1BBEB93A-C4B6-B387-BBC9-AF1B752C6C5E 1.02.28

Monday, September 14, 2009

some thoughts on indian summer

Around here this is when autumn has made her appearence and there is a period of sunny, warm weather in late October or early November.  Depending on the year it could be a bit earlier, but never later because it comes before the first snow fall.

Where did this term come from.  Myself and a few others were wondering so I did a Google search.

I have always loved looking up the etymology of words and sayings.  Sometime I agree and sometime I don't.

1.  Derived from the timing of Summer in India to correlate with good weather in Autumn in the western world.

2.  In the late 18th centruy Americas was used to possible indicate when the Native American raids on the European colonies had ended in autumn and there was a brief extension of summer like weather.

3.  Traditional the time in which Native American and early Europeans harvested their crops of squash and corn.

4.  The Eurpoean settlers saw the Native Americans as deceitful and treascherous and could mean 'false summer'.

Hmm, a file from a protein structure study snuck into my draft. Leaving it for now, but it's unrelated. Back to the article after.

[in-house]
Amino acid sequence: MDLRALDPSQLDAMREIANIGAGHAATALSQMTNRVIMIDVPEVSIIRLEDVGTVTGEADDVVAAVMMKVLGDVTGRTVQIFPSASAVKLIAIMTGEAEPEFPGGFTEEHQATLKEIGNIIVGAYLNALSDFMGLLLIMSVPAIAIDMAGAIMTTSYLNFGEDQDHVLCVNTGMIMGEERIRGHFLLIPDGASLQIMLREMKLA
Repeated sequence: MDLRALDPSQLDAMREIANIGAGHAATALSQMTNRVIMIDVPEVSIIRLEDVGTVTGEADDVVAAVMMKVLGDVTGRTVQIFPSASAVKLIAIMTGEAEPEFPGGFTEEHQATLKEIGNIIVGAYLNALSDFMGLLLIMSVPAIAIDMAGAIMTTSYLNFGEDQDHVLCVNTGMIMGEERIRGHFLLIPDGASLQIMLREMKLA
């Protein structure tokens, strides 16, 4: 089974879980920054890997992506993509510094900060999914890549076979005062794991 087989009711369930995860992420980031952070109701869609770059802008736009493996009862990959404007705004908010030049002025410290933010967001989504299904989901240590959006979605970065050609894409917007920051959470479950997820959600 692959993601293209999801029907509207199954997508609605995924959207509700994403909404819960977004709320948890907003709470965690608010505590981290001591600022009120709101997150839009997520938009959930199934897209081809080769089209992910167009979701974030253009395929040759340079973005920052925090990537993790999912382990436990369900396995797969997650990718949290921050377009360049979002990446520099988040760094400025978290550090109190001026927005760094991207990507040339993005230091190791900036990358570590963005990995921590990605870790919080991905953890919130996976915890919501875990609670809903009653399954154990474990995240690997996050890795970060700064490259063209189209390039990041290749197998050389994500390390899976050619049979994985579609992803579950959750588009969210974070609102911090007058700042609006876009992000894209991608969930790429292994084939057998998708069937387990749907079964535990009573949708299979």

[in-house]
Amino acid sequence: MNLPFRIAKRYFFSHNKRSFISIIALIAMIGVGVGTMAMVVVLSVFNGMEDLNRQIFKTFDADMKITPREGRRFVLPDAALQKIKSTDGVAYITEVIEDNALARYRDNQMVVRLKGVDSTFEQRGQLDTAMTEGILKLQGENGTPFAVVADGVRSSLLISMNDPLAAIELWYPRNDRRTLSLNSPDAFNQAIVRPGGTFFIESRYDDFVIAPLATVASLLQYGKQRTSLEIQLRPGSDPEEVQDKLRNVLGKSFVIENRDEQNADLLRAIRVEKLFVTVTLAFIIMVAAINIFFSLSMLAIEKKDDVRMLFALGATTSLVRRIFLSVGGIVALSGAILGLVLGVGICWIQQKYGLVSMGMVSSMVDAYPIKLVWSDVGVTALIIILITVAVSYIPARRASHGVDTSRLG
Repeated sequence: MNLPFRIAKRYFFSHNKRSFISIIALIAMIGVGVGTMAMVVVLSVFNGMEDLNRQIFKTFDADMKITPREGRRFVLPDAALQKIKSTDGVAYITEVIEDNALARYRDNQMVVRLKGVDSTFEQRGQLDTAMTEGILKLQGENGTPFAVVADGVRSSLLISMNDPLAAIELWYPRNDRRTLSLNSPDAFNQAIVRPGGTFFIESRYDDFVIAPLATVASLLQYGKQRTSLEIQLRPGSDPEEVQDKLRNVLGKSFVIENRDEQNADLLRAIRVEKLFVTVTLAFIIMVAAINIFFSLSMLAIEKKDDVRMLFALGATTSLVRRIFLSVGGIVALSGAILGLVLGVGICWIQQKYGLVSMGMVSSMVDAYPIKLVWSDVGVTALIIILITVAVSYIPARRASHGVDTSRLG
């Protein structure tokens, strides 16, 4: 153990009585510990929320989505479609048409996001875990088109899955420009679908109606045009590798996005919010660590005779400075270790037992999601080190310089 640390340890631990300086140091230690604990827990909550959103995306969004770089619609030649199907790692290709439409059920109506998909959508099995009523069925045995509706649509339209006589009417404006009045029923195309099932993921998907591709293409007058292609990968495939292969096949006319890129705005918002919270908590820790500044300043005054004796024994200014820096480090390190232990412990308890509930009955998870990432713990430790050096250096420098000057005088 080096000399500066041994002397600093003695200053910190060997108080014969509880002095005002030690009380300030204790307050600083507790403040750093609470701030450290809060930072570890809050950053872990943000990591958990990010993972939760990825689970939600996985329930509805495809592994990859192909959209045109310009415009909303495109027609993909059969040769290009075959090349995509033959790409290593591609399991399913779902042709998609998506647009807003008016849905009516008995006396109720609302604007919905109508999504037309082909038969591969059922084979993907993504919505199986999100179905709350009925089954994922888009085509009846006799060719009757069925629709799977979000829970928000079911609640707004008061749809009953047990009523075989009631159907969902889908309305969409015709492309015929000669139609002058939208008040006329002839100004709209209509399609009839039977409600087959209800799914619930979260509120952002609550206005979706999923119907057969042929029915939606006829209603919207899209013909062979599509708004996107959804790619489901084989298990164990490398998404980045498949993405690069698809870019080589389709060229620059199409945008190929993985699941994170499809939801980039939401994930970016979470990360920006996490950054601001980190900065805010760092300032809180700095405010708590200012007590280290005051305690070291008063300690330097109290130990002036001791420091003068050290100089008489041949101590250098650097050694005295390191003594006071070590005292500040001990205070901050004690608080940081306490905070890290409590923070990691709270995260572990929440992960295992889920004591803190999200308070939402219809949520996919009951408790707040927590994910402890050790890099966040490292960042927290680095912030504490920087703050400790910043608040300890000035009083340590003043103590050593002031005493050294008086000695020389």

Barring the raids, I see can see the term being used to give name when to do a harvest.  That was a common practise and I found different terms used throughout the world.

In rural Europe this time is called Saint Martin's Summer because it was seen to end on St Martin's Day 11 November.
In Italy Estate de San Martino
In Spain Veranillo de San Miguel or Veranillo de San Martin
In Galicia, northern Spain Veranino de San Martino
In Portugore Magnus Ustus which actually translate as Big Fire and this is where we see the shared Celtic origins of bonfires, roasted chestnuts and wine.

In Bulgaria циганско лято, tsigansko lyato, Gypsy Summer
In Sweden brittsommar, for Birgitta's name day in the Swedish calendar on 7 October
In Germany and Austria Altweibersommer  Old Ladies Summer which goes back to the Norse folklore and medieval witches.

I can also how the term Indian Summer could become derogtary like the term Indian giver.